The Life and Times of a Second Call Studio Musician Part 1

I am starting this blog instead of writing a book about my career as a studio musician, back in the heyday of LA based studio players. Before I get started on that, a bit of history.
I grew up in Los Angeles, my father and two older brothers were all in the music biz. My father had a small group that played gigs, mainly society parties, weddings and such. My oldest brother John was signed to Warner Records when he was 19 years old, he was an outstanding vocalist. My other brother Dan was a great guitarist as a teenager but got the songwriting bug and was good at it. In high school Dan had a band that had a bass player who turned out to be a huge musical mentor to me, Jay Graydon. Dan also had a band that was focused on original material which included his eventual writing partner Michael Price. I started playing drums at 12 years old then picked up the guitar around 15 years old, later than most. Once that happened I was just immersed in guitar study. I had a lot of catching up to do. Fortunately back in those days people needed live music for dances and parties, the DJ thing had not taken place yet. I had bands with a few different lineups and we played all kinds of gigs. I never had a real job in my life. Just music gigs. On Jay’s advice I attended LA Valley College which had a great music dept. I took all of the music classes they offered, then went on to study privately with guitar teachers, Jay, another studio guitarist, Michael Anthony and lastly the legendary Barney Kessel. Here is a post card Barney sent me at the beginning of 1973 wishing me a happy new year!
My first “real” (union) gigs were with various function bands doing weddings and bar mitzvahs. The gigs were called “casuals” in LA. I would work on Friday night, two gigs on Saturday and one or two on Sunday. Most of my friends were playing in bars, five nights a week, coming home late, getting up late and I just saw that as the road to nowhere. I had all week off to practice. My first pad was a small guest house in North Hollywood owned by an old eccentric former vocalist Daphne Silva. She had three rental units and would only rent to male musicians! hahahaha! She was the best, I would get up every day start the coffee and hit the books. There were constant jam sessions at the compound. All the guys that lived there played together a lot of the time. If not at my place it was at one of the other rental units. Just one of the best times of my life.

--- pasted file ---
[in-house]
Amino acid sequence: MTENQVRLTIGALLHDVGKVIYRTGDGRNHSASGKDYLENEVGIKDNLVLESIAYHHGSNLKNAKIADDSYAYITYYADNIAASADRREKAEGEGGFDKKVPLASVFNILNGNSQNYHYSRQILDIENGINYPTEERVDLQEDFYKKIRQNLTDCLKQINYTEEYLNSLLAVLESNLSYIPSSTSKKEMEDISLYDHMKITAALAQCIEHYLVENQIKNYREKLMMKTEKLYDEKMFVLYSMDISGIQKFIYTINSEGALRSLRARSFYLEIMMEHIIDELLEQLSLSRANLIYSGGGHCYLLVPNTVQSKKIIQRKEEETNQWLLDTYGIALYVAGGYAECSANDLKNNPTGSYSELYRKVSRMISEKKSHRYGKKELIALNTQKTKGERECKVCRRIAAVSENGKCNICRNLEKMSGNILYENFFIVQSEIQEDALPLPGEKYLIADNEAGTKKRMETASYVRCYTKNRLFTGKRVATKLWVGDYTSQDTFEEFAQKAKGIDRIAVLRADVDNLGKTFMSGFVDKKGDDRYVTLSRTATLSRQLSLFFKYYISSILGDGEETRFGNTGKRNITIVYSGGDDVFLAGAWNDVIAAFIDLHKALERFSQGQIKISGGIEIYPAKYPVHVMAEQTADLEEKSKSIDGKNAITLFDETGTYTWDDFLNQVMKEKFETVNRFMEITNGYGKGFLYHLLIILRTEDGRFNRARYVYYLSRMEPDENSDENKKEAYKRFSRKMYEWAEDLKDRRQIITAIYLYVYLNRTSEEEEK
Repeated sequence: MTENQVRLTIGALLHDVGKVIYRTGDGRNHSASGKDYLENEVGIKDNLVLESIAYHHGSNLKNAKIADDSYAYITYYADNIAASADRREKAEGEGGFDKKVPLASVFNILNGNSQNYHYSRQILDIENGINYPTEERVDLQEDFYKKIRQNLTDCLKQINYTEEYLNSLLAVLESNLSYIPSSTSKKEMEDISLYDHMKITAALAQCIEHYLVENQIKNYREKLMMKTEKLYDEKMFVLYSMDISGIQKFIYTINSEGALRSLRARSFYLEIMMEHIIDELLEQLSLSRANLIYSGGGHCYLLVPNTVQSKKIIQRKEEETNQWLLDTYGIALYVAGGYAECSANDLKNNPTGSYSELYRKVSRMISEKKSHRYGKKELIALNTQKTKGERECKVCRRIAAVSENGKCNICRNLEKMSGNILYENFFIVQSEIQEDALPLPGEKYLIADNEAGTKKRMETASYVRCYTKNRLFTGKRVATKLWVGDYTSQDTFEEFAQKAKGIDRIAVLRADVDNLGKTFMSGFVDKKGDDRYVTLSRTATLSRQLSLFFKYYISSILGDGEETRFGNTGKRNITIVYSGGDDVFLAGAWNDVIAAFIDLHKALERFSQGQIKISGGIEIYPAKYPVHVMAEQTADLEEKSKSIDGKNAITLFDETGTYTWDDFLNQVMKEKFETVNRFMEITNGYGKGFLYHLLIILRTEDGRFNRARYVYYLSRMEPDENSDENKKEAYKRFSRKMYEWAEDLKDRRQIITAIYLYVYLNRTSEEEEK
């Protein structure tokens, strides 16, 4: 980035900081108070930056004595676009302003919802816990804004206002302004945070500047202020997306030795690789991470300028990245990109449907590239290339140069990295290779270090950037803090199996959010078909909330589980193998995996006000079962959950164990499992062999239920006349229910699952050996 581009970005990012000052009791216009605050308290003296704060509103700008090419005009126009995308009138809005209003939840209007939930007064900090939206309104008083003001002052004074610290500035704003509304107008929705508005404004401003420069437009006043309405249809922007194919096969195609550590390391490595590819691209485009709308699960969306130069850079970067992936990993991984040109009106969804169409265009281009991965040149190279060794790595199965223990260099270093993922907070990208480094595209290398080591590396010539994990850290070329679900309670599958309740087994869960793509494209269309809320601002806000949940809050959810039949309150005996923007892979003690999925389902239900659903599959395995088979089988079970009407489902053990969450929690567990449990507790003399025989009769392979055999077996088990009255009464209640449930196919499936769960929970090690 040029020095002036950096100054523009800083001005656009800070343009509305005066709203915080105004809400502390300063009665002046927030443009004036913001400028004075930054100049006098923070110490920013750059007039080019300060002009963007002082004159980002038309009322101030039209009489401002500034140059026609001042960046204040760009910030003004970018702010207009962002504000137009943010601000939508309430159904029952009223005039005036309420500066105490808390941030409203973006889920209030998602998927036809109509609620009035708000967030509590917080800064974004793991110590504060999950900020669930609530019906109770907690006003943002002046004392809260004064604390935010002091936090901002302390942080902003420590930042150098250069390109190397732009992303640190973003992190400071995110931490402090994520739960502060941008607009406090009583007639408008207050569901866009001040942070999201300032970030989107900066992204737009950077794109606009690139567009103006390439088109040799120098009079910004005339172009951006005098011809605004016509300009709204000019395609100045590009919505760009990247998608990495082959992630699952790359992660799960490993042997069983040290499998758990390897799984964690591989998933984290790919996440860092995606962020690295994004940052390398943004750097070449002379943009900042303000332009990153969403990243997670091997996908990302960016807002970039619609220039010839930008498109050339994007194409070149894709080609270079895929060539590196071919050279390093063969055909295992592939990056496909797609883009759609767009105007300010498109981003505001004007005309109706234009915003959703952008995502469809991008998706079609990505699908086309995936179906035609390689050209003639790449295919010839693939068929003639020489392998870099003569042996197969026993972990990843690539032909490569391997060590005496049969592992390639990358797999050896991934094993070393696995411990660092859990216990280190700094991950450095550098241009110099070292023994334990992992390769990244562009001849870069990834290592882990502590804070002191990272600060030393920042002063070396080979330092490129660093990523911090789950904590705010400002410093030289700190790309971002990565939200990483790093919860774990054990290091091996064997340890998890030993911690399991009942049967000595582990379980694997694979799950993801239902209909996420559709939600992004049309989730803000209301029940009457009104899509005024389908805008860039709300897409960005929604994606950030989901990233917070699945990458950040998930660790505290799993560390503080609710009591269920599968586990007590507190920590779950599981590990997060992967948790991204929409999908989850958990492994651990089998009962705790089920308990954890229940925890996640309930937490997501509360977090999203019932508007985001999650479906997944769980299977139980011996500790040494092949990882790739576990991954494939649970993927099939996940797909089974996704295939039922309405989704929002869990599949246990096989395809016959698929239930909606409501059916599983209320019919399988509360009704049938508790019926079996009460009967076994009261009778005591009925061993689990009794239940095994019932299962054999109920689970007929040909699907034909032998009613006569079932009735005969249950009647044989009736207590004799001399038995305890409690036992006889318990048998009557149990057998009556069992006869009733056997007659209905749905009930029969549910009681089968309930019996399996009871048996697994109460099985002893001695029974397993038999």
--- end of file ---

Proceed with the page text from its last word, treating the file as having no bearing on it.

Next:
I absolutely hated doing casuals. My father had gotten me into them thank God, as they paid really well. I did work with some amazing musicians though on those gigs. Jazz accordionists Tommy Gumina and Frank Marocco, New York Jazz drummer Lew Malin, and one of the all time Jazz greats Art Pepper! Seriously. I’m not joking. Lew was a recovering addict and knew Art in NY. Art was also in recovery and Lew convinced him to play these gigs. It was amazing. These guys would totally burn, me on the other hand kind of sat and watched as there was no way I could play with them. I was the young “rock and roll” guitarist/vocalist. I would sit and comp a bit until my name was called and get up to sing some pop tune for the kids. Brutal!! Sometimes Art would get a bit juiced on the gig, he liked scotch and it was free! When this happened he would get into his Ornette Coleman groove! Hysterical, the guys are playing some Jazz standard and Art would take a left turn and go all atonal. Amazing. I’ll never forget the phone call when I finally turned down the gigs from the Scott Allen agency who I worked for. Now THAT was a good day! Thanks for reading, more to follow soon!! Marty